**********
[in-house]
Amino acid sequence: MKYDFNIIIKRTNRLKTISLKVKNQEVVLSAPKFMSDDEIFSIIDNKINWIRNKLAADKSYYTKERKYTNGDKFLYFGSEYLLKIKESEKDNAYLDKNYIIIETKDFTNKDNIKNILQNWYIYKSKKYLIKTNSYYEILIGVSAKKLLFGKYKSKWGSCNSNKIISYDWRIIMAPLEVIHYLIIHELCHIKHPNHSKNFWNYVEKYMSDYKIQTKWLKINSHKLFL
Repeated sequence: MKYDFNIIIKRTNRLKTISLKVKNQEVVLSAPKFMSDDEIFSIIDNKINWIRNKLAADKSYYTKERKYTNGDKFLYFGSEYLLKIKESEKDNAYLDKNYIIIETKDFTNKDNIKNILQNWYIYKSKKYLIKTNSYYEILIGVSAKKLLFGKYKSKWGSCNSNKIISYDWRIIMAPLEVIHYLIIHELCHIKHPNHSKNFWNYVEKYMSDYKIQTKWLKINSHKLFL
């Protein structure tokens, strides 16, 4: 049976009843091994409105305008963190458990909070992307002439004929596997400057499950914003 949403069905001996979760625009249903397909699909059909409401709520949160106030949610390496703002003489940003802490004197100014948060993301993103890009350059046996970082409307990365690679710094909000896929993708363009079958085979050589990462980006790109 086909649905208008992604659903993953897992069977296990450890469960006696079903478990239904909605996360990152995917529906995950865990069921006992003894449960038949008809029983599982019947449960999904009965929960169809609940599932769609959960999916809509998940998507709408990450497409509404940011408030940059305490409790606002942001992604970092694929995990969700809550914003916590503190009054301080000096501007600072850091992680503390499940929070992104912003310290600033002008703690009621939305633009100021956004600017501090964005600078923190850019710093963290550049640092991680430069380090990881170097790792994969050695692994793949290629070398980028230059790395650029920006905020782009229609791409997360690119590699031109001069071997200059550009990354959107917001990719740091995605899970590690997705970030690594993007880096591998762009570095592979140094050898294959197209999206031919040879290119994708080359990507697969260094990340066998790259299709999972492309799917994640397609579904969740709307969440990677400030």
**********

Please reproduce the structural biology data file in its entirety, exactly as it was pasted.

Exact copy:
[in-house]
Amino acid sequence: MKYDFNIIIKRTNRLKTISLKVKNQEVVLSAPKFMSDDEIFSIIDNKINWIRNKLAADKSYYTKERKYTNGDKFLYFGSEYLLKIKESEKDNAYLDKNYIIIETKDFTNKDNIKNILQNWYIYKSKKYLIKTNSYYEILIGVSAKKLLFGKYKSKWGSCNSNKIISYDWRIIMAPLEVIHYLIIHELCHIKHPNHSKNFWNYVEKYMSDYKIQTKWLKINSHKLFL
Repeated sequence: MKYDFNIIIKRTNRLKTISLKVKNQEVVLSAPKFMSDDEIFSIIDNKINWIRNKLAADKSYYTKERKYTNGDKFLYFGSEYLLKIKESEKDNAYLDKNYIIIETKDFTNKDNIKNILQNWYIYKSKKYLIKTNSYYEILIGVSAKKLLFGKYKSKWGSCNSNKIISYDWRIIMAPLEVIHYLIIHELCHIKHPNHSKNFWNYVEKYMSDYKIQTKWLKINSHKLFL
């Protein structure tokens, strides 16, 4: 049976009843091994409105305008963190458990909070992307002439004929596997400057499950914003 949403069905001996979760625009249903397909699909059909409401709520949160106030949610390496703002003489940003802490004197100014948060993301993103890009350059046996970082409307990365690679710094909000896929993708363009079958085979050589990462980006790109 086909649905208008992604659903993953897992069977296990450890469960006696079903478990239904909605996360990152995917529906995950865990069921006992003894449960038949008809029983599982019947449960999904009965929960169809609940599932769609959960999916809509998940998507709408990450497409509404940011408030940059305490409790606002942001992604970092694929995990969700809550914003916590503190009054301080000096501007600072850091992680503390499940929070992104912003310290600033002008703690009621939305633009100021956004600017501090964005600078923190850019710093963290550049640092991680430069380090990881170097790792994969050695692994793949290629070398980028230059790395650029920006905020782009229609791409997360690119590699031109001069071997200059550009990354959107917001990719740091995605899970590690997705970030690594993007880096591998762009570095592979140094050898294959197209999206031919040879290119994708080359990507697969260094990340066998790259299709999972492309799917994640397609579904969740709307969440990677400030």